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January 13, 2014

Bailout Risk, Far Beyond the Banks

Everyone knows that the largest of our nation’s banks would be destined for a taxpayer bailout if they ran into trouble anytime soon. But which nonbank financial institutions — say, asset management companies offering hedge funds or mutual funds — might also pose too-big-to-fail risks because of their size and interconnections?

It’s what you could call the $53 trillion question. That’s the amount of assets currently overseen by the United States money management industry, federal regulators say.

Last week, global financial regulators moved a step closer to answering that question. A paper published by the Financial Stability Board and the International Organization of Securities Commissioners laid out how regulators planned to identify financial entities that are not banks orinsurance companies but nonetheless are systemically significant and whose failure could pose a threat.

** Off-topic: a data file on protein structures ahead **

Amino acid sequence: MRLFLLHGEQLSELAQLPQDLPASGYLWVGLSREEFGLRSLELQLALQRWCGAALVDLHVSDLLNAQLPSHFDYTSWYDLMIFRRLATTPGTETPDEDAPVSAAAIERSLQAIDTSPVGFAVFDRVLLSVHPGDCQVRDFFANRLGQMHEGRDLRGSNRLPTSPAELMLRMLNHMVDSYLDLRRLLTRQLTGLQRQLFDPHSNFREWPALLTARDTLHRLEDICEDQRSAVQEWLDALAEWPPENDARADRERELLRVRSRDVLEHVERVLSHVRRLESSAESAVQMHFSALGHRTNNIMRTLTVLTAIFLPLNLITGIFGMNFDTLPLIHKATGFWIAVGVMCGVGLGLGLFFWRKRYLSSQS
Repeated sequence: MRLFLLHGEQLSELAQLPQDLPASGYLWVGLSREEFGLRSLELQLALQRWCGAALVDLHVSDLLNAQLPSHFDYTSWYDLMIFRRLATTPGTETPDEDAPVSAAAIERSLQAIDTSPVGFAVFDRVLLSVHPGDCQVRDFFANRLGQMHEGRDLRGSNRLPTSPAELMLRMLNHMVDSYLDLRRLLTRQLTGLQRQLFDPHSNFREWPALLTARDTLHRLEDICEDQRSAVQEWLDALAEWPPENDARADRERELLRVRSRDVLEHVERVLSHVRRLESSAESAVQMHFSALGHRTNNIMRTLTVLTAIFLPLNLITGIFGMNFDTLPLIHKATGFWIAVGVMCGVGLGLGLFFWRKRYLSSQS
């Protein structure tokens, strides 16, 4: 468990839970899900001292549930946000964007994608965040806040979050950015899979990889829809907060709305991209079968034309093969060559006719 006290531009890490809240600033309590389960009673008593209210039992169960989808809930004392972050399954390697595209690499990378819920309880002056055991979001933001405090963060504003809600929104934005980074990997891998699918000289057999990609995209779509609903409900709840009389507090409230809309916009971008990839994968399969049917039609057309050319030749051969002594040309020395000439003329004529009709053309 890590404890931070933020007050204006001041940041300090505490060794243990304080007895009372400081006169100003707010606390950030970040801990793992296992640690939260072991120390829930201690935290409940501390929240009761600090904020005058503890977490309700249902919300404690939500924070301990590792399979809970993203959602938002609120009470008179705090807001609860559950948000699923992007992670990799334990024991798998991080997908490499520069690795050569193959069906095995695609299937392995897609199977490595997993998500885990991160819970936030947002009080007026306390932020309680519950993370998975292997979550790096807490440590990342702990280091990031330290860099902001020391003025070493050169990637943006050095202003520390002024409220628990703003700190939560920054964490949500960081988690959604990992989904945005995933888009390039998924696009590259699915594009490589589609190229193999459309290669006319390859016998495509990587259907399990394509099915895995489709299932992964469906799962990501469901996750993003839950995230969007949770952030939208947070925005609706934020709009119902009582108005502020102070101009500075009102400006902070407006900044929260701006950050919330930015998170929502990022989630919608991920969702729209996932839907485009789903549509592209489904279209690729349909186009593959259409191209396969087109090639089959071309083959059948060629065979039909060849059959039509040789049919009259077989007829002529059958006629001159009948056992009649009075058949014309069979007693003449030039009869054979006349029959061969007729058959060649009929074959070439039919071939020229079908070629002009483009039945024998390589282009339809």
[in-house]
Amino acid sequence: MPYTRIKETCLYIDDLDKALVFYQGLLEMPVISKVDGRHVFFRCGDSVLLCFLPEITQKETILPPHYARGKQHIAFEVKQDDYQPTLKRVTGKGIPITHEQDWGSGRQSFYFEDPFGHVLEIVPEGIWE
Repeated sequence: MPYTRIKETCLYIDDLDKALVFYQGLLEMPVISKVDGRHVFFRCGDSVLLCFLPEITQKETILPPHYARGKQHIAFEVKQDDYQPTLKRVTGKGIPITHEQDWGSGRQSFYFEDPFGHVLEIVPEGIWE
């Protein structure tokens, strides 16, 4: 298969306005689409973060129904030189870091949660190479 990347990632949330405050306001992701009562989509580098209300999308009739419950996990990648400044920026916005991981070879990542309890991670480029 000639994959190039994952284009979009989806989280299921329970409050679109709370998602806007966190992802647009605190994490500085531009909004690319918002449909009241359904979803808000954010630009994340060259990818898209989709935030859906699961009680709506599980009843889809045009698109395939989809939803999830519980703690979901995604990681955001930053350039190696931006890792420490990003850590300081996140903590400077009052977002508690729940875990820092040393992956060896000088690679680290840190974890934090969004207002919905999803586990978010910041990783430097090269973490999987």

Among the paper’s main suggestions: Investment funds with more than $100 billion in assets should be designated as systemically important and subject to closer oversight. Many of these funds currently fall outside of a strict regulatory regime or are subject to only a light touch by financial overseers. Many — think hedge funds — are also shrouded in secrecy.”


Read full New York Times article here

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